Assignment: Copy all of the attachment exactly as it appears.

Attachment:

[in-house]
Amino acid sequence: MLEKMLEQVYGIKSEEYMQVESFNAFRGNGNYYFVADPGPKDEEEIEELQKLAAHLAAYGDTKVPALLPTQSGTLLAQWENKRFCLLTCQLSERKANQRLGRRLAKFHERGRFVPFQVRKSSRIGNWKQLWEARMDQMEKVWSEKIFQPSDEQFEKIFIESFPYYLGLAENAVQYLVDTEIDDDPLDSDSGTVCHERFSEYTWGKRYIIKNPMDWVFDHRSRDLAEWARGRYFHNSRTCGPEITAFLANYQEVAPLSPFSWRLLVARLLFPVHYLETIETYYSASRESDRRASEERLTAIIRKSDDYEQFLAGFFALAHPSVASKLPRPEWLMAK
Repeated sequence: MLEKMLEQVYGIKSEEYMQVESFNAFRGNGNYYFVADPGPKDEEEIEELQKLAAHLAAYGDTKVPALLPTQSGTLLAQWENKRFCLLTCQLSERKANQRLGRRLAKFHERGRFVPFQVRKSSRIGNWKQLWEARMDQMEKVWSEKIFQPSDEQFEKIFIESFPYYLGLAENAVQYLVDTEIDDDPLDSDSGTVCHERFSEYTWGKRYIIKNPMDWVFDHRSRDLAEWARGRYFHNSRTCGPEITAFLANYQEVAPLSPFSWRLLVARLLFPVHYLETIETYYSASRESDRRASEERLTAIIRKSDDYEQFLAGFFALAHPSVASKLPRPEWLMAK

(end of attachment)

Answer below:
[in-house]
Amino acid sequence: MLEKMLEQVYGIKSEEYMQVESFNAFRGNGNYYFVADPGPKDEEEIEELQKLAAHLAAYGDTKVPALLPTQSGTLLAQWENKRFCLLTCQLSERKANQRLGRRLAKFHERGRFVPFQVRKSSRIGNWKQLWEARMDQMEKVWSEKIFQPSDEQFEKIFIESFPYYLGLAENAVQYLVDTEIDDDPLDSDSGTVCHERFSEYTWGKRYIIKNPMDWVFDHRSRDLAEWARGRYFHNSRTCGPEITAFLANYQEVAPLSPFSWRLLVARLLFPVHYLETIETYYSASRESDRRASEERLTAIIRKSDDYEQFLAGFFALAHPSVASKLPRPEWLMAK
Repeated sequence: MLEKMLEQVYGIKSEEYMQVESFNAFRGNGNYYFVADPGPKDEEEIEELQKLAAHLAAYGDTKVPALLPTQSGTLLAQWENKRFCLLTCQLSERKANQRLGRRLAKFHERGRFVPFQVRKSSRIGNWKQLWEARMDQMEKVWSEKIFQPSDEQFEKIFIESFPYYLGLAENAVQYLVDTEIDDDPLDSDSGTVCHERFSEYTWGKRYIIKNPMDWVFDHRSRDLAEWARGRYFHNSRTCGPEITAFLANYQEVAPLSPFSWRLLVARLLFPVHYLETIETYYSASRESDRRASEERLTAIIRKSDDYEQFLAGFFALAHPSVASKLPRPEWLMAK